Dana Johannsen on sport

Dana Johannsen is a Herald sport writer

Dana Johannsen: Stars need to lead injury message

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George Smith of the Wallabies returned to the field after a severe head clash.  Photo / Getty Images
George Smith of the Wallabies returned to the field after a severe head clash. Photo / Getty Images

The brain is an incredibly important organ. You probably don't need reminding of this.

The brain has a similar consistency to soft tofu. It seems some of us might need reminding of this.

I say this because for all the sobering research and devastating first-hand accounts that have emerged in recent years about the dangers of concussion, it is apparent after the first part of the international rugby season that attitudes to head injuries are still infuriatingly lax.

Take some of the Twitter worship from well-known rugby stars when Wallabies loose forward George Smith returned to the field in the third test against the Lions just five minutes after leaving after a sickening head clash with Lions hooker Richard Hibbard. In his own words Smith "snake-danced off the field" after the collision, and in the eyes of many observers he was clearly concussed.

The decision to send Smith back on after the incident was foolhardy, yet on social media Smith was widely lauded as a hero for his "brave" return - not just from Wallabies fans, but some of world rugby's big names.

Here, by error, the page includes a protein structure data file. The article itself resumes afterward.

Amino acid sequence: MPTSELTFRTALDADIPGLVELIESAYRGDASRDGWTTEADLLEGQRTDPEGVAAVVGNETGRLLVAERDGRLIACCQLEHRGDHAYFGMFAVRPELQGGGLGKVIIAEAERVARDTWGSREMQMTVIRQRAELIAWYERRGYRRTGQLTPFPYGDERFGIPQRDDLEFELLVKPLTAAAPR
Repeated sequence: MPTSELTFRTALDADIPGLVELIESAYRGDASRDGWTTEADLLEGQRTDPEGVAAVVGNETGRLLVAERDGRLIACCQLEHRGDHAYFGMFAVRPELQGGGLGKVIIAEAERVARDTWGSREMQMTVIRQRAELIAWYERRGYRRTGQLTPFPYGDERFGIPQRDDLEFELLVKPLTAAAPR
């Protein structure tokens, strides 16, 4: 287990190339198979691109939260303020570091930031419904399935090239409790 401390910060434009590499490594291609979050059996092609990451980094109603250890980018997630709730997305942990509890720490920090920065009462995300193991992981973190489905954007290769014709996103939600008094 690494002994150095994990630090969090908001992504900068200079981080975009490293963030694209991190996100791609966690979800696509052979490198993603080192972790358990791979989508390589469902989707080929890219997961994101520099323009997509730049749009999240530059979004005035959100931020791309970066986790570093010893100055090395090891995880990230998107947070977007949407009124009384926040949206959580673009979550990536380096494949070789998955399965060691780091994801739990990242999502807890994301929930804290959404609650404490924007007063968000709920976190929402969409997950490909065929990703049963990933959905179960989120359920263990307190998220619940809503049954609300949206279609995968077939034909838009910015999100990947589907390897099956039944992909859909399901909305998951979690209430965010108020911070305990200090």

Ma'a Nonu reckoned Smith was "1 tough Mother", while Matt Giteau described him as "unbelievably tough" and former English international Will Carling has this to say: "George Smith back on! Fair play must have had some bloody strong smelling salts."

Fair play? No Will, bloody stupid play. Alarmingly, between the trio they have over 265,000 Twitter followers - Nonu's nonsense was retweeted 71 times.

There were similarly worrying attitudes coming from the All Black camp before their test series against France last month. Heading into the series, halfback Piri Weepu's role was in doubt after he was knocked out against the Highlanders in the final round before the Super rugby hiatus. He was stretchered off the field, but two days later a bubbly and bright Weepu was fronting media and reassuring everyone that he would be right to play in the opening test the coming weekend.

While All Black management and medical staff were saying all the right things about the need to take a conservative approach and manage Weepu's injury carefully, their messages were undone by the halfback's insistence that he was fine to play.

For all the work administrators are trying to do to educate the rugby community about the dangers of head injuries, it is clear a massive cultural shift is needed to tackle the issue and it is the game's stars who need to lead that charge. Rugby culture demands a tolerance to pain: getting up and playing on after taking a massive hit is seen as the mark of a courageous player.

When kids see their heroes playing on when they are obviously affected by a head knock, they think it is a heroic act; what they need to think is that they're being stupid. And that's only going to happen if stars like Nonu stop lauding head-injured players as being "1 tough Mother" and instead say "not cool, bro".

- NZ Herald

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